As of end of March 2019 we have procured 6 422 Megawatts of electricity from 112 renewable energy Independent Power Producer (IPP) projects including from wind, solar PV, concentrated solar power, landfill gas, hydro and biomass.
We are also pursuing a largescale energy and climate change research and development programme geared towards mitigation solutions such as the use of fuel cells, using South Africa’s abundant platinum resources.
In addition to these and up to the end of 2020, we will be completing a number of key national processes:
Our National Planning Commission will update our National Development Plan (which was adopted in 2012 before the Paris Agreement), providing an integrated basis for our shift to a low-carbon economy, climate-resilient society;
We will also be finalising our Just Transition Plan, including defining a vision compatible with the 1.5 degree Paris temperature goal;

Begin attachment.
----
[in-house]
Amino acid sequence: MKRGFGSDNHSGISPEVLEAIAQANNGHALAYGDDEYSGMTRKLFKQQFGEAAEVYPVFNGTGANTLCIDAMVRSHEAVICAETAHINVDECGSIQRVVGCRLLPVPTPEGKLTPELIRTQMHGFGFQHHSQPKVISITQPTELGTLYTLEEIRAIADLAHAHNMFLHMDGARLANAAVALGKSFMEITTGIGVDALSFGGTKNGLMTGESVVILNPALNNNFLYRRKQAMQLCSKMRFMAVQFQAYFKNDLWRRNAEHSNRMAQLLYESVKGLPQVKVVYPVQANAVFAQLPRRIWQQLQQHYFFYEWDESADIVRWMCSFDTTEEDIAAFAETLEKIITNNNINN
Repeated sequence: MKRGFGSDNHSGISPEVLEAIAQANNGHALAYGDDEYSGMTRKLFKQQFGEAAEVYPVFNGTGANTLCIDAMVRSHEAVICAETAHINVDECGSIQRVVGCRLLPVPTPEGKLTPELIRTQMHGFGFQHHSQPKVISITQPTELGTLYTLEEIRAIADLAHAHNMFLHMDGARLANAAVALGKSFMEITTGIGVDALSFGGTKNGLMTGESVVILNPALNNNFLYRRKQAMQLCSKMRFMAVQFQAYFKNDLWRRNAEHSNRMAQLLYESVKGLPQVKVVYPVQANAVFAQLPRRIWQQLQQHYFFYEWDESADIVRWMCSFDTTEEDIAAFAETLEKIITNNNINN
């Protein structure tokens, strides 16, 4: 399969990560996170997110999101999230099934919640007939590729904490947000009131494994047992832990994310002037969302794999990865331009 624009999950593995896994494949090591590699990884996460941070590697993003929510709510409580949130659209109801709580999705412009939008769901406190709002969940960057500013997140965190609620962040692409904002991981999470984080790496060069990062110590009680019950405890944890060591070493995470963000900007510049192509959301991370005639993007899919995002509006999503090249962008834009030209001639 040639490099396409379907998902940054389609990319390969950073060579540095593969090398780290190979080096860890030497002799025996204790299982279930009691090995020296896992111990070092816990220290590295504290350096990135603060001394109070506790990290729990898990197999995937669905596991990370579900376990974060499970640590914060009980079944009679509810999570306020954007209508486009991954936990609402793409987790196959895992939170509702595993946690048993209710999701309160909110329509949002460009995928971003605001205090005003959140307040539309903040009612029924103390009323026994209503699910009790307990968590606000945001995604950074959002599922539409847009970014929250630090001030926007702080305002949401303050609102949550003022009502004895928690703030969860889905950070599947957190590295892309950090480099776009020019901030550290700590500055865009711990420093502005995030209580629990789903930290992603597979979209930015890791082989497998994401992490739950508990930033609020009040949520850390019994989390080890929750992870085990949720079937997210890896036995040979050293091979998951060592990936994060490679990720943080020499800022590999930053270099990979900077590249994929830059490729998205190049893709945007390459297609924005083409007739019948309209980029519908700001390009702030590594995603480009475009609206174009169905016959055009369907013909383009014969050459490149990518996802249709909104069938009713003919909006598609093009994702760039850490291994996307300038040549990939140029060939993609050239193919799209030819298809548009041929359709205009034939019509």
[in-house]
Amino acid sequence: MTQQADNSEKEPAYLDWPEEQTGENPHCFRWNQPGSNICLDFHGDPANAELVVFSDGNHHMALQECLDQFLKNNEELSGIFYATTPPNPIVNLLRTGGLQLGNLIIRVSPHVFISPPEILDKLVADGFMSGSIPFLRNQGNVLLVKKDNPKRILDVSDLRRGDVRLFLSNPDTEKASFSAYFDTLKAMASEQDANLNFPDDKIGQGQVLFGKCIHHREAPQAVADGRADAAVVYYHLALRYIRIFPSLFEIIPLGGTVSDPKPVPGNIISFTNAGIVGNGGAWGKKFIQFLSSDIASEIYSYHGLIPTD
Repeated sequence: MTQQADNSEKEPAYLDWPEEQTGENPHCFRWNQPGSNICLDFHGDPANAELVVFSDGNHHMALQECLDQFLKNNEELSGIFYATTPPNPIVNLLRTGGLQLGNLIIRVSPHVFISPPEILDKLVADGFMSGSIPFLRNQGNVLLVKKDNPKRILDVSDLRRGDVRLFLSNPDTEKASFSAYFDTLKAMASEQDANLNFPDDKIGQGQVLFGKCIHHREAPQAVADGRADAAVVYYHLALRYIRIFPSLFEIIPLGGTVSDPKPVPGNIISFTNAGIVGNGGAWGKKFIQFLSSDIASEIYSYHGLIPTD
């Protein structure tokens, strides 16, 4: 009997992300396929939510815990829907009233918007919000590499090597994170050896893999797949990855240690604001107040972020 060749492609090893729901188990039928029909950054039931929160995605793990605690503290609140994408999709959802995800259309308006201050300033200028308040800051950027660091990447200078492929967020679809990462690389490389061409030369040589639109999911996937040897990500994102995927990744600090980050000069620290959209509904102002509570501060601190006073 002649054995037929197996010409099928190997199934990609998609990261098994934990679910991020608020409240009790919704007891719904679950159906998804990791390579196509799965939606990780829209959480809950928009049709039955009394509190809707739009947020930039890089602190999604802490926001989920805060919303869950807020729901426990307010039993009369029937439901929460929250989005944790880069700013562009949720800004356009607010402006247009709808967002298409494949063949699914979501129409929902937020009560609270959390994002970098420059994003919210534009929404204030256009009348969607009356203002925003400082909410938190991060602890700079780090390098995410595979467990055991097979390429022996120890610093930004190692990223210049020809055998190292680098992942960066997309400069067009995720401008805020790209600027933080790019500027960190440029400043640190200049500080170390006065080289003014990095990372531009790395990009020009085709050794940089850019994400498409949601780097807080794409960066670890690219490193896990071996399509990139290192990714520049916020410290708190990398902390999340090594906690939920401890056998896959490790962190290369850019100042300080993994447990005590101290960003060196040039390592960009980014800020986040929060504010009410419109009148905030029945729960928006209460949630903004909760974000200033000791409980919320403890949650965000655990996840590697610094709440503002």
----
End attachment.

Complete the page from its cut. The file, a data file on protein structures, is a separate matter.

We are currently in the process of finalising our long-term low emissions development strategy, which will be submitted to the United Nations Framework Convention on Climate Change in 2020;
We will be finalising our Climate Change Bill, which will provide a legislative basis for comprehensive climate action, provide for the updating of our long-term national emissions trajectory, the allocation of sectoral emissions targets, and the regulation of large emitters;
South Africa’s land sector is a net emissions sink, and we are currently developing programmes to enhance this, including through the restoration of subtropical thicket and grasslands, expanding forestry and reduced tillage.